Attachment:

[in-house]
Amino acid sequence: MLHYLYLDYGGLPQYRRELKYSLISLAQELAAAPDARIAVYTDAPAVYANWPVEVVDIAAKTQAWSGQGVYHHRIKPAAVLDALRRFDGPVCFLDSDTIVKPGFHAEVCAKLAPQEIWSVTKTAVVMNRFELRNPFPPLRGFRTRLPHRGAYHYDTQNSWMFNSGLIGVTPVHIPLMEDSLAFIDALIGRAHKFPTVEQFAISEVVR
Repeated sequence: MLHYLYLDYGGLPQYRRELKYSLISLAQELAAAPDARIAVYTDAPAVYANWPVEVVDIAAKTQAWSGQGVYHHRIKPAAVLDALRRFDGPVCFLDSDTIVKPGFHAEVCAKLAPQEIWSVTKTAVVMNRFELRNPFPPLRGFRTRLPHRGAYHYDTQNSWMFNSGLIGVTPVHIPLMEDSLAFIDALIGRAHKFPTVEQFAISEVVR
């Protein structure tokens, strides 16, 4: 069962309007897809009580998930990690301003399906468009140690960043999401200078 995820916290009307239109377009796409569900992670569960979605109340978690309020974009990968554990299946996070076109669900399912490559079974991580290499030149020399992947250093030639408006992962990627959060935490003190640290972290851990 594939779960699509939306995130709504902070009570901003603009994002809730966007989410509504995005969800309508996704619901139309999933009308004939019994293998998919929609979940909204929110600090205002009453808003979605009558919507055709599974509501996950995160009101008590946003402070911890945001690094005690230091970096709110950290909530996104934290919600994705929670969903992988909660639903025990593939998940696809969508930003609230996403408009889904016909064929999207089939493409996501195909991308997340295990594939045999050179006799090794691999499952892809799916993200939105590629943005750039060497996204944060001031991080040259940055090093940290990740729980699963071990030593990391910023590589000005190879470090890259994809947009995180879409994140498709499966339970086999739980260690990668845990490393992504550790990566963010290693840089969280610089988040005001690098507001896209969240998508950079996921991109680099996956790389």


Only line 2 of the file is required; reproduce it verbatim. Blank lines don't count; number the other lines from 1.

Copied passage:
Amino acid sequence: MLHYLYLDYGGLPQYRRELKYSLISLAQELAAAPDARIAVYTDAPAVYANWPVEVVDIAAKTQAWSGQGVYHHRIKPAAVLDALRRFDGPVCFLDSDTIVKPGFHAEVCAKLAPQEIWSVTKTAVVMNRFELRNPFPPLRGFRTRLPHRGAYHYDTQNSWMFNSGLIGVTPVHIPLMEDSLAFIDALIGRAHKFPTVEQFAISEVVR